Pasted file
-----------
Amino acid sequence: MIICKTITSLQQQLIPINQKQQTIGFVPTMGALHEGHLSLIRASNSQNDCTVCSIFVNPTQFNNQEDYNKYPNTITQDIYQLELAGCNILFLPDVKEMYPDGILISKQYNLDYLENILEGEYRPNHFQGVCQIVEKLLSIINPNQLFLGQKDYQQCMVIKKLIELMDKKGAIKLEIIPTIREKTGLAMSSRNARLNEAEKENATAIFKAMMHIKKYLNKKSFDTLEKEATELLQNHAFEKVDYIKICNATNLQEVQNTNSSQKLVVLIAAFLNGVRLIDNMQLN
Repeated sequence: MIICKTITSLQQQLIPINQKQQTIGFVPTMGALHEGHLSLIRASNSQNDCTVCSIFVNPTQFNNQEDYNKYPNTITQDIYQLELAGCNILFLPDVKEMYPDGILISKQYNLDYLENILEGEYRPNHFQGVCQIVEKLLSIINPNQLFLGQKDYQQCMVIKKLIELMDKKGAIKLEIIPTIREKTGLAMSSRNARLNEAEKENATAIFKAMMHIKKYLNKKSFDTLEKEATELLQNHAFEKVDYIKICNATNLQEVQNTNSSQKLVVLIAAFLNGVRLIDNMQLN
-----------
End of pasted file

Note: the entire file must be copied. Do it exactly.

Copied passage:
Amino acid sequence: MIICKTITSLQQQLIPINQKQQTIGFVPTMGALHEGHLSLIRASNSQNDCTVCSIFVNPTQFNNQEDYNKYPNTITQDIYQLELAGCNILFLPDVKEMYPDGILISKQYNLDYLENILEGEYRPNHFQGVCQIVEKLLSIINPNQLFLGQKDYQQCMVIKKLIELMDKKGAIKLEIIPTIREKTGLAMSSRNARLNEAEKENATAIFKAMMHIKKYLNKKSFDTLEKEATELLQNHAFEKVDYIKICNATNLQEVQNTNSSQKLVVLIAAFLNGVRLIDNMQLN
Repeated sequence: MIICKTITSLQQQLIPINQKQQTIGFVPTMGALHEGHLSLIRASNSQNDCTVCSIFVNPTQFNNQEDYNKYPNTITQDIYQLELAGCNILFLPDVKEMYPDGILISKQYNLDYLENILEGEYRPNHFQGVCQIVEKLLSIINPNQLFLGQKDYQQCMVIKKLIELMDKKGAIKLEIIPTIREKTGLAMSSRNARLNEAEKENATAIFKAMMHIKKYLNKKSFDTLEKEATELLQNHAFEKVDYIKICNATNLQEVQNTNSSQKLVVLIAAFLNGVRLIDNMQLN